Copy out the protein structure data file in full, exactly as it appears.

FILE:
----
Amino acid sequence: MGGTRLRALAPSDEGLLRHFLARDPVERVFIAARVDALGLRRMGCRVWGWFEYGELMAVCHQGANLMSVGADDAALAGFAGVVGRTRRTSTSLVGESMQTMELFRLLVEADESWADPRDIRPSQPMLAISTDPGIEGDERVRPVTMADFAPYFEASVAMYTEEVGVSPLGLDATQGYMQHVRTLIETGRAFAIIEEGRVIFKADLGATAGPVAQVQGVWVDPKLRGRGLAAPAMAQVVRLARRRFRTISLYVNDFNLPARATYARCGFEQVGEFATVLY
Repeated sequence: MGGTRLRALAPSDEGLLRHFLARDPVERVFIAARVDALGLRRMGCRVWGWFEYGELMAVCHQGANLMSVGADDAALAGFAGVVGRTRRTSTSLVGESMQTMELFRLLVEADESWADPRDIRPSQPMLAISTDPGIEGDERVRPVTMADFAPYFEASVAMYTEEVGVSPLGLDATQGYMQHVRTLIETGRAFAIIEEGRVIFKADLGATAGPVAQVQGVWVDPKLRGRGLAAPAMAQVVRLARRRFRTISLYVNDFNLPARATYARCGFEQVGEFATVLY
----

Amino acid sequence: MGGTRLRALAPSDEGLLRHFLARDPVERVFIAARVDALGLRRMGCRVWGWFEYGELMAVCHQGANLMSVGADDAALAGFAGVVGRTRRTSTSLVGESMQTMELFRLLVEADESWADPRDIRPSQPMLAISTDPGIEGDERVRPVTMADFAPYFEASVAMYTEEVGVSPLGLDATQGYMQHVRTLIETGRAFAIIEEGRVIFKADLGATAGPVAQVQGVWVDPKLRGRGLAAPAMAQVVRLARRRFRTISLYVNDFNLPARATYARCGFEQVGEFATVLY
Repeated sequence: MGGTRLRALAPSDEGLLRHFLARDPVERVFIAARVDALGLRRMGCRVWGWFEYGELMAVCHQGANLMSVGADDAALAGFAGVVGRTRRTSTSLVGESMQTMELFRLLVEADESWADPRDIRPSQPMLAISTDPGIEGDERVRPVTMADFAPYFEASVAMYTEEVGVSPLGLDATQGYMQHVRTLIETGRAFAIIEEGRVIFKADLGATAGPVAQVQGVWVDPKLRGRGLAAPAMAQVVRLARRRFRTISLYVNDFNLPARATYARCGFEQVGEFATVLY